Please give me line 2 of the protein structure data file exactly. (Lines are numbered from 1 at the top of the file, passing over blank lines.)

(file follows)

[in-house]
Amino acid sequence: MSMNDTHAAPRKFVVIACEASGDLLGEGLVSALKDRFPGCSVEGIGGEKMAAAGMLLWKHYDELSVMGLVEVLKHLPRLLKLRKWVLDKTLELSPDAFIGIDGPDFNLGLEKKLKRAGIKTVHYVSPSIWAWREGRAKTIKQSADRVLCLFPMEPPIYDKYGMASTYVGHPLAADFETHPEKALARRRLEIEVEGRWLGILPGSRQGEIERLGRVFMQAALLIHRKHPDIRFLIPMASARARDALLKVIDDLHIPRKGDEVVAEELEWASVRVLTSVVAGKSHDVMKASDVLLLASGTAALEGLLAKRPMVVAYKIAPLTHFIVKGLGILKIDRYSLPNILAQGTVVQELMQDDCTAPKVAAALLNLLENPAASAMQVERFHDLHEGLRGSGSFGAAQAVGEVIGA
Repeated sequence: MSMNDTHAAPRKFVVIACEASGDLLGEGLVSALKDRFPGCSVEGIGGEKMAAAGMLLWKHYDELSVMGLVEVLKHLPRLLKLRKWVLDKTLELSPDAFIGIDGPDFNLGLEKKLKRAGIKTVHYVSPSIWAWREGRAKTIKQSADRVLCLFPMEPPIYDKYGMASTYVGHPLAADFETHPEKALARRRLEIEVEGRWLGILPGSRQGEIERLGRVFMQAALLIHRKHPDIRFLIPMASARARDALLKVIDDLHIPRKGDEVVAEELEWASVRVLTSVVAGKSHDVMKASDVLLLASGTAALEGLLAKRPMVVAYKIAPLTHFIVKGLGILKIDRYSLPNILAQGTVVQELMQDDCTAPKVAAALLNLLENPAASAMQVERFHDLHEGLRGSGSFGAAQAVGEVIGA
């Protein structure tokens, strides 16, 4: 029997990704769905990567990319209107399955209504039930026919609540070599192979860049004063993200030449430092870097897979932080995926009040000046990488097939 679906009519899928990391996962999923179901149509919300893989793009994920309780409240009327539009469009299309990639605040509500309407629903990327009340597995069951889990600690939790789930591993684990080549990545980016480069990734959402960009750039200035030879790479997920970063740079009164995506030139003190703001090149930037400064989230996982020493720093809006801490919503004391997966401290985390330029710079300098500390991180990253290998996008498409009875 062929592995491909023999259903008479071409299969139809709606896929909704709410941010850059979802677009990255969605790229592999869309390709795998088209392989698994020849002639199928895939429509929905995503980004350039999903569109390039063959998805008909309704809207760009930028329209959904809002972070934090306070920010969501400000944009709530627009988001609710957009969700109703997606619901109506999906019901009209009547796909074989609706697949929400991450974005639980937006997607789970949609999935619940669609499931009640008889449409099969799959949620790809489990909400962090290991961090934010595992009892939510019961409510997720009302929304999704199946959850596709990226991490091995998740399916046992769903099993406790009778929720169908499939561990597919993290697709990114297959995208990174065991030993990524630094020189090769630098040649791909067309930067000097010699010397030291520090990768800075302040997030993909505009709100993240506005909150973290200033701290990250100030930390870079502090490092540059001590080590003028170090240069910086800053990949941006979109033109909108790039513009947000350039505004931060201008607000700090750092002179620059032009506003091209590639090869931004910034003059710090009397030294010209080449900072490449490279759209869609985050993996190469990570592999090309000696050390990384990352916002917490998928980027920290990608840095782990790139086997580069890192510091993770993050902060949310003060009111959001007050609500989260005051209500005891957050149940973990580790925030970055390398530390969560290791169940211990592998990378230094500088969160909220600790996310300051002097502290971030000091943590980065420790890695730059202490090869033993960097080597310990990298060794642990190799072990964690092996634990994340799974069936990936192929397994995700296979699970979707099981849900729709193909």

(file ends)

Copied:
Amino acid sequence: MSMNDTHAAPRKFVVIACEASGDLLGEGLVSALKDRFPGCSVEGIGGEKMAAAGMLLWKHYDELSVMGLVEVLKHLPRLLKLRKWVLDKTLELSPDAFIGIDGPDFNLGLEKKLKRAGIKTVHYVSPSIWAWREGRAKTIKQSADRVLCLFPMEPPIYDKYGMASTYVGHPLAADFETHPEKALARRRLEIEVEGRWLGILPGSRQGEIERLGRVFMQAALLIHRKHPDIRFLIPMASARARDALLKVIDDLHIPRKGDEVVAEELEWASVRVLTSVVAGKSHDVMKASDVLLLASGTAALEGLLAKRPMVVAYKIAPLTHFIVKGLGILKIDRYSLPNILAQGTVVQELMQDDCTAPKVAAALLNLLENPAASAMQVERFHDLHEGLRGSGSFGAAQAVGEVIGA